St. Paul's Episcopal Church   Poughkeepsie, NY 12601

"Making friends while serving God"

The week of August 20-26, 2018  
Solomon and the Plans of the Temple

 1 Kings 8:(1,6,10-11), 22-30,41-43;  Psalm 84
Ephesians 6:10-20; John 6:56-69

This week's readings
Every one of our readings this Sunday is about faith and the church. Solomon asks God to accept the house he ordered built for God and asks God to honor all who show respect for God, including foreigners. In our psalm we reflect on the wonders of God's house, the temple, for Christians the church, not just as a building, but as a community of the faithful.
Our epistle reading from Ephesians has very militant features, including references to helmets and shields, swords,  arrows and breastplates, reminding believers to be forceful in defending the faith. We presume the specific references are metaphorical.
In our Gospel, from John, Jesus repeats his assertion from the last few Sundays about being the bread of life and the bread of heaven. Realizing some believers have fallen away and his disciples are struggling with these notions, Jesus asks,  "Do you also wish to go away?" Simon Peter answered him, "Lord, to whom can we go? You have the words of eternal life. We have come to believe and know that you are the Holy One of God."
How we as Christians manifest our faith defines, in part, how the church represents Jesus in the world. In times like these when the church--all churches--are under increased scrutiny we seek to love God and love our neighbor. And we believe by worshiping God and serving our neighbors we fulfill our call and our desire to conform in faith.


On Saturday, Aug. 18th Seventy-four people enjoyed a delicious lunch at Outback Steakhouse.  We filled one whole side of the restaurant!  Thank you to all who sold tickets and especially to all who attended. It was wonderful to participate with such a fun group of people. I'd like to offer a special thank you to Linda Lucas-Cronk, Confectionery Artist and owner of Qwirky Kakes.  She baked and donated the delicious cake you see here.  I would strongly encourage anyone who needs a cake for a party to contact her at www .  You won't be disappointed!  All of this fun on Saturday earned $637 for St. Paul's Church.

Gerry Sprague's 92nd birthday was celebrated by parishioners at his home Aug. 3rd. The birthday hat was declared a most popular piece of haberdashery, but Gerry declined a request for him to wear it to church. It is shown here to share with those not in attendance to Gerry's fun spirit. We celebrated his birthday again on Sunday, Aug. 5th when he and Owen Scarlett shared a wonderful birthday cake.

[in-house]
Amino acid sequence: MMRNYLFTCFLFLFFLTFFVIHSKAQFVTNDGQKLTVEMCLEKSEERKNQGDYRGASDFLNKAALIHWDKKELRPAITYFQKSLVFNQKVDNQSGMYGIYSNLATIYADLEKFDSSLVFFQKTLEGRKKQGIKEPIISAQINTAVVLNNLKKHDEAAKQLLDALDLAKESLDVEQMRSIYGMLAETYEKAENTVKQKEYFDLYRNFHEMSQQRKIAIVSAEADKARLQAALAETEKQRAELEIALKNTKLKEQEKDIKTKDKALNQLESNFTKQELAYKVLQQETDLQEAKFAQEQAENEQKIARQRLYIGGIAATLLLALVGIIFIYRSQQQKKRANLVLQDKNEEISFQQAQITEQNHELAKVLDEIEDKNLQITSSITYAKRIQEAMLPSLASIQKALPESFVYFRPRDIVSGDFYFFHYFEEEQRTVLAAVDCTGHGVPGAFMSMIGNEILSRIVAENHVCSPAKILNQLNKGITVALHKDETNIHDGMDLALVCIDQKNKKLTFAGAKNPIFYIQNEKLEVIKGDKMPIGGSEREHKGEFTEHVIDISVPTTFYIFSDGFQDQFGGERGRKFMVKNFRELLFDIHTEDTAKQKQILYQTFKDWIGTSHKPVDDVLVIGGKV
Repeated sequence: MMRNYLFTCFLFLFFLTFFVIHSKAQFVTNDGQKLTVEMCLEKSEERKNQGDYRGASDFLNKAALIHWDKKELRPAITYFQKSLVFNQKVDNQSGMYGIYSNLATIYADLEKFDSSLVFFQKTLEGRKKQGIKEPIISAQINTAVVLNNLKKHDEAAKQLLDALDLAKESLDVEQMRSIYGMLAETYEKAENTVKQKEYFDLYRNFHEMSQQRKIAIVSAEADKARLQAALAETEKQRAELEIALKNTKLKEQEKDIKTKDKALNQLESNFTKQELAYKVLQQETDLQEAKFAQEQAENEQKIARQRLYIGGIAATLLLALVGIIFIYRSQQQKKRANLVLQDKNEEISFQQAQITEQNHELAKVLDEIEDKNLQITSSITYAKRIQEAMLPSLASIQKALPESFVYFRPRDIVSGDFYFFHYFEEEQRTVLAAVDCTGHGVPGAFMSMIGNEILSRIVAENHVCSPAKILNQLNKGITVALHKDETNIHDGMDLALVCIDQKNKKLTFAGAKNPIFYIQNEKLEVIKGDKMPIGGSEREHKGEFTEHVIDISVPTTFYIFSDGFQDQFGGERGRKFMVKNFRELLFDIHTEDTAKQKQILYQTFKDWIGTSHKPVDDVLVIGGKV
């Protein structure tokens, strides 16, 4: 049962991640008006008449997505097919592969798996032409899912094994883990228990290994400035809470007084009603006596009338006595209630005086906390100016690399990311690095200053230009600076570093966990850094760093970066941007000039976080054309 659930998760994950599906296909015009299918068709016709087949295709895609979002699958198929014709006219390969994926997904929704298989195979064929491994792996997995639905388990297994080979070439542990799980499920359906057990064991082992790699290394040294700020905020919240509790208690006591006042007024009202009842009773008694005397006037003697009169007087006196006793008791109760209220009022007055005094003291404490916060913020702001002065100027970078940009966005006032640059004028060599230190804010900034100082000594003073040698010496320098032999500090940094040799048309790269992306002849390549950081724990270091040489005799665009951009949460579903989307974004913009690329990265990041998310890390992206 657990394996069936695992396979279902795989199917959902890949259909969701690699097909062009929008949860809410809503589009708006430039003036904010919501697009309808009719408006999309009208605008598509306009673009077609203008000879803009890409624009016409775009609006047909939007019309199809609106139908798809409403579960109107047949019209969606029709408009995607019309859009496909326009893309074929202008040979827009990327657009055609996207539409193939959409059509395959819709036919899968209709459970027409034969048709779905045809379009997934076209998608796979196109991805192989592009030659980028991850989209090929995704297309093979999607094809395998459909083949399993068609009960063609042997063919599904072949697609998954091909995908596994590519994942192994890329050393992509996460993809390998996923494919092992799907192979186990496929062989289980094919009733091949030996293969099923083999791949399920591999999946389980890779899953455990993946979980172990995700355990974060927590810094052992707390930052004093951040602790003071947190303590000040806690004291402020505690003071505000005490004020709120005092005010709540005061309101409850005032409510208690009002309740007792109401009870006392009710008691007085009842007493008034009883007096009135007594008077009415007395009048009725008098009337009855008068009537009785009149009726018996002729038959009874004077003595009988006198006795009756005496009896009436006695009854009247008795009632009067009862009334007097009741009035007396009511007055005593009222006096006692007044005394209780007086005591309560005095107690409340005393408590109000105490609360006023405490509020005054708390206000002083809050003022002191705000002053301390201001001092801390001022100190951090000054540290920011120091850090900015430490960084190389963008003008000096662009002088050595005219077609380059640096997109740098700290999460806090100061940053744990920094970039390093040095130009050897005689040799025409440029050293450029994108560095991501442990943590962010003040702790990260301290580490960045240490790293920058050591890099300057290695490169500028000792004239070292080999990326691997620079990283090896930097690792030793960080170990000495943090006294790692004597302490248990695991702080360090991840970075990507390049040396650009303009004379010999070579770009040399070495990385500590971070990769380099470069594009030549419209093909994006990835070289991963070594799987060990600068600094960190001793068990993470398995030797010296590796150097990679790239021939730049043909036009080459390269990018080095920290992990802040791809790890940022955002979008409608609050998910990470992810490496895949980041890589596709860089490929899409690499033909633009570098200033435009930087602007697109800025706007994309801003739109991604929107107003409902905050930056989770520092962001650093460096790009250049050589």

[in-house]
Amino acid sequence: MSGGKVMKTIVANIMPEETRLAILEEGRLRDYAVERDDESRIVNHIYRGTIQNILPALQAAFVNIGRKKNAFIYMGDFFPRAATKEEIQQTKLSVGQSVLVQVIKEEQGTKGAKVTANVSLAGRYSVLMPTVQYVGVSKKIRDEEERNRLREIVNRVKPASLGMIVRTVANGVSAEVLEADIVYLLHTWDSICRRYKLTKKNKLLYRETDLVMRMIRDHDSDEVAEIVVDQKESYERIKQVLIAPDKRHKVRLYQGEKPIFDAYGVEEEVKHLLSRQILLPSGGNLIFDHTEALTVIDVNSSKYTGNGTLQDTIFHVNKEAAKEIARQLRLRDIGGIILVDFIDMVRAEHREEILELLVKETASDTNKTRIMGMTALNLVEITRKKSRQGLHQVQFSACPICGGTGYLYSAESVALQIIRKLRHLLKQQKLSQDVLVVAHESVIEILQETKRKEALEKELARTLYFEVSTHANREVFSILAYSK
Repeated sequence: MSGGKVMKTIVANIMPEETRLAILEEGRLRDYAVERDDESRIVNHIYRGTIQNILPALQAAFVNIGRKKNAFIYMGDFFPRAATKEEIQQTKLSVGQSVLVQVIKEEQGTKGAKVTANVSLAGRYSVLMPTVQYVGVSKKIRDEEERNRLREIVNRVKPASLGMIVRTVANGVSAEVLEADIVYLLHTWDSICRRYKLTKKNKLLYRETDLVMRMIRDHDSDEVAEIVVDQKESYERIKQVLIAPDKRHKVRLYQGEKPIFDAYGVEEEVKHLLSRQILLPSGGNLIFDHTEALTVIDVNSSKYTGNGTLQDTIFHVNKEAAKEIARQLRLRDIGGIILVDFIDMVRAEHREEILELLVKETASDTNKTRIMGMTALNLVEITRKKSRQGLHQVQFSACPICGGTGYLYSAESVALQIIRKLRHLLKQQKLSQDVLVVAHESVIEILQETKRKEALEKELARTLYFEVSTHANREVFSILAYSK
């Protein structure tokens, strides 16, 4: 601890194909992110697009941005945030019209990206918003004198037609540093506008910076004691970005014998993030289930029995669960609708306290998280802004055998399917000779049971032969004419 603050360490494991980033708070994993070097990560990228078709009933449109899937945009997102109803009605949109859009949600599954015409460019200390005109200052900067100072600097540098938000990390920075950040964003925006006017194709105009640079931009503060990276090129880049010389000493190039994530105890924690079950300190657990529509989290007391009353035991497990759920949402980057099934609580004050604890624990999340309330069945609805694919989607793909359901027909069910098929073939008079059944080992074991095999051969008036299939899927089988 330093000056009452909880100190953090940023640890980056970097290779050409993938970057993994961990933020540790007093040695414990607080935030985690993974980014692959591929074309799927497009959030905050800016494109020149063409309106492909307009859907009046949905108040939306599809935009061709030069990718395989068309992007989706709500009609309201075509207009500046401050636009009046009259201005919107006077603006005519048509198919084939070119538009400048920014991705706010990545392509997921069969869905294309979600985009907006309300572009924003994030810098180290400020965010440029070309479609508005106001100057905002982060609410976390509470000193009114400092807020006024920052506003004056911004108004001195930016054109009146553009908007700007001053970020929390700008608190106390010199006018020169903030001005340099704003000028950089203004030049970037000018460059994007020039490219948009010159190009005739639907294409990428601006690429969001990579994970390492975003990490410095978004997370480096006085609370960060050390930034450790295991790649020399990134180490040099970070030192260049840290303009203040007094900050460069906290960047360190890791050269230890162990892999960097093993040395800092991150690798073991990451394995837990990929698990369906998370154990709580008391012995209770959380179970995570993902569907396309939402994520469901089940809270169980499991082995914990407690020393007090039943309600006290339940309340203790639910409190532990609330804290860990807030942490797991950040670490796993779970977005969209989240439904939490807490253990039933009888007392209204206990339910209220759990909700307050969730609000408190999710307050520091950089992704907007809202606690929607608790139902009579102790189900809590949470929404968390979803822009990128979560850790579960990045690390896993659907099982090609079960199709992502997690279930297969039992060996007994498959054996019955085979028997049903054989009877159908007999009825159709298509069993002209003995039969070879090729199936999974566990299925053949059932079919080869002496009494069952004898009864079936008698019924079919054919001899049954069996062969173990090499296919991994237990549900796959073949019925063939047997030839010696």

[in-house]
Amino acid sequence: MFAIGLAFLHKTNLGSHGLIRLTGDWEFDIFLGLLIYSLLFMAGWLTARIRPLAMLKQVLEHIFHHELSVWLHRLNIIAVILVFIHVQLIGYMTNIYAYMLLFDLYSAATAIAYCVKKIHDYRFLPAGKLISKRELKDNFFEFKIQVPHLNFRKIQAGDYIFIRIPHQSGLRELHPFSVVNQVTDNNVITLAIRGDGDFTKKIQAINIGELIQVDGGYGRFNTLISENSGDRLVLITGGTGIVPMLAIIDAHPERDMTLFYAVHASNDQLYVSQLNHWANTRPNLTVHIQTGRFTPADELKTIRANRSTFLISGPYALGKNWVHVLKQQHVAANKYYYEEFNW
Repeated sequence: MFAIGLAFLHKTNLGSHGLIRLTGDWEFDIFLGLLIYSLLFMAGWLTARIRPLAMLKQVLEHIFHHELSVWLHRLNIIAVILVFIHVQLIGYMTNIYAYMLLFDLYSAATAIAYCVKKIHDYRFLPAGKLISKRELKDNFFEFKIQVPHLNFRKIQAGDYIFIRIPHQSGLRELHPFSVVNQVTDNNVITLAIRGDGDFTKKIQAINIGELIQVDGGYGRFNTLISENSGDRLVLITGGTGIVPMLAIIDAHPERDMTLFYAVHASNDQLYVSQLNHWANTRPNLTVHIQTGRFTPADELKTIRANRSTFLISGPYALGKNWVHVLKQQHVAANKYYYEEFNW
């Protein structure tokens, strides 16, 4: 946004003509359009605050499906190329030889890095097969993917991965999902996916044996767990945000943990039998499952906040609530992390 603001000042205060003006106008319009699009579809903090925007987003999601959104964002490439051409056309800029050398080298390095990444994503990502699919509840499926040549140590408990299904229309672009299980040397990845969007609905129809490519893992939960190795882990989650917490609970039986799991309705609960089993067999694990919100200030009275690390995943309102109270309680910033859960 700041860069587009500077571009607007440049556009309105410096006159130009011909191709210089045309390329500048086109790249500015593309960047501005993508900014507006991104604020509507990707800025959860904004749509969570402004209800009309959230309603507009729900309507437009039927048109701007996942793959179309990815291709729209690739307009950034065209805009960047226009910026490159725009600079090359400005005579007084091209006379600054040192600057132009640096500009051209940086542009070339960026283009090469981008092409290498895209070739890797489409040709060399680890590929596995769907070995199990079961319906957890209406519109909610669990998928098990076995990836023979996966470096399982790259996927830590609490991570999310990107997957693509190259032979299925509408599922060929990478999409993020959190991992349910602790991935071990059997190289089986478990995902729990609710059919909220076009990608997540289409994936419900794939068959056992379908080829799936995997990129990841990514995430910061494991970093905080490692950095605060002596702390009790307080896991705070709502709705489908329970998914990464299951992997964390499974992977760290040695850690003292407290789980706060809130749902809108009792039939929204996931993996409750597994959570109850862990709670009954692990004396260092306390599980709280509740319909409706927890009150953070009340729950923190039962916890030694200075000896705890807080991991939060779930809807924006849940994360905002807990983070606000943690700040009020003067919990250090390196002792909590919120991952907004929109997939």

Our Aug 5 Caribbean brunch was a huge success,
bringing in $329 and feeding parishioners and other friends. The awesome variety of delicious dishes was appreciated by all who attended.



Three gnomes from the firm of Goldson, Kelly and Jones disposed of tree limbs and a soggy sofa that someone donated in our parking lot. The sofa, once cut in half, fit nicely in the dumpster.

Volunteers for St. Paul's Outreach activities in our food pantry and thrift shop enjoyed a warm evening picnic Wednesday at the Poughkeepsie Yacht Club.

P A R I S H  N E W S

We all know the Nicene Creed: we say it every Sunday. But where did it come from? It goes back to the early centuries of the Church when our rituals and beliefs were evolving. Different Councils were called to meet and address the questions of the day. The first Council of Nicea (325) was a meeting of bishops in what is now part of Turkey, called by the Emperor Constantine. One question addressed was the divinity of Jesus. A result of the discussion was what became the Nicene Creed. The version we now refer to as the Nicene Creed though, while honoring that first council, evolved from that original version. It is believed to have been perfected at the 381 Council of Constantinople. Indeed the 1979 Prayer Book of Common Prayer payed homage to this version when it replaced the opening "I believe" (from the 1928 Book of Common Prayer) with the communal opening 'We believe" that we now recite. Put another way: Our "new" prayer book, takes us back almost 1,700 years!
                                                                                --Pete Bedrossian, Formation Committee Chair

Be sure to get yours ASAP in order to get in all of the drawings. 
Here's a reminder of how it works:
Tickets are $25.00 each. Drawings will be held every Sunday from July 1 - December 9.   Prizes for those drawings are $10 and $20.